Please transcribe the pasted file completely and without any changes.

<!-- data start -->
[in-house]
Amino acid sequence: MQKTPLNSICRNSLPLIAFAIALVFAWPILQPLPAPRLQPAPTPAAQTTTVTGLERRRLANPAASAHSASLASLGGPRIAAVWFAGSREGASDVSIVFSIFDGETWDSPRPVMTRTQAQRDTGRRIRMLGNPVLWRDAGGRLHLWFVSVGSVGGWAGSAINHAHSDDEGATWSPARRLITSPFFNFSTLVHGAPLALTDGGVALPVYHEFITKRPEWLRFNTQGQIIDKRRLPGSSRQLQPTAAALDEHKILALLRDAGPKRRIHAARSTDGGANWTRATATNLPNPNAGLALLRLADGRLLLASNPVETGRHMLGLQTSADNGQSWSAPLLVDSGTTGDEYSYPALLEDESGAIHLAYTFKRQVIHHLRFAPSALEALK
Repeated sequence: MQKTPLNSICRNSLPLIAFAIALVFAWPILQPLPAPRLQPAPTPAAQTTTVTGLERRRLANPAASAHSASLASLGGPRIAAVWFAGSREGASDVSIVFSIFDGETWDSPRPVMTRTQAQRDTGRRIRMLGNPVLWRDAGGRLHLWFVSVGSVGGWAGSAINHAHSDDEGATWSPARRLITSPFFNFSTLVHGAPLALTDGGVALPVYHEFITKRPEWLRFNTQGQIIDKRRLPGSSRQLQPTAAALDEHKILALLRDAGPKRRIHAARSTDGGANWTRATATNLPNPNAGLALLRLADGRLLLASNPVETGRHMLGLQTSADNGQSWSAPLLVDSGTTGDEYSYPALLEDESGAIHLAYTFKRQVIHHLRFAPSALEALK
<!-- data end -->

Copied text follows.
[in-house]
Amino acid sequence: MQKTPLNSICRNSLPLIAFAIALVFAWPILQPLPAPRLQPAPTPAAQTTTVTGLERRRLANPAASAHSASLASLGGPRIAAVWFAGSREGASDVSIVFSIFDGETWDSPRPVMTRTQAQRDTGRRIRMLGNPVLWRDAGGRLHLWFVSVGSVGGWAGSAINHAHSDDEGATWSPARRLITSPFFNFSTLVHGAPLALTDGGVALPVYHEFITKRPEWLRFNTQGQIIDKRRLPGSSRQLQPTAAALDEHKILALLRDAGPKRRIHAARSTDGGANWTRATATNLPNPNAGLALLRLADGRLLLASNPVETGRHMLGLQTSADNGQSWSAPLLVDSGTTGDEYSYPALLEDESGAIHLAYTFKRQVIHHLRFAPSALEALK
Repeated sequence: MQKTPLNSICRNSLPLIAFAIALVFAWPILQPLPAPRLQPAPTPAAQTTTVTGLERRRLANPAASAHSASLASLGGPRIAAVWFAGSREGASDVSIVFSIFDGETWDSPRPVMTRTQAQRDTGRRIRMLGNPVLWRDAGGRLHLWFVSVGSVGGWAGSAINHAHSDDEGATWSPARRLITSPFFNFSTLVHGAPLALTDGGVALPVYHEFITKRPEWLRFNTQGQIIDKRRLPGSSRQLQPTAAALDEHKILALLRDAGPKRRIHAARSTDGGANWTRATATNLPNPNAGLALLRLADGRLLLASNPVETGRHMLGLQTSADNGQSWSAPLLVDSGTTGDEYSYPALLEDESGAIHLAYTFKRQVIHHLRFAPSALEALK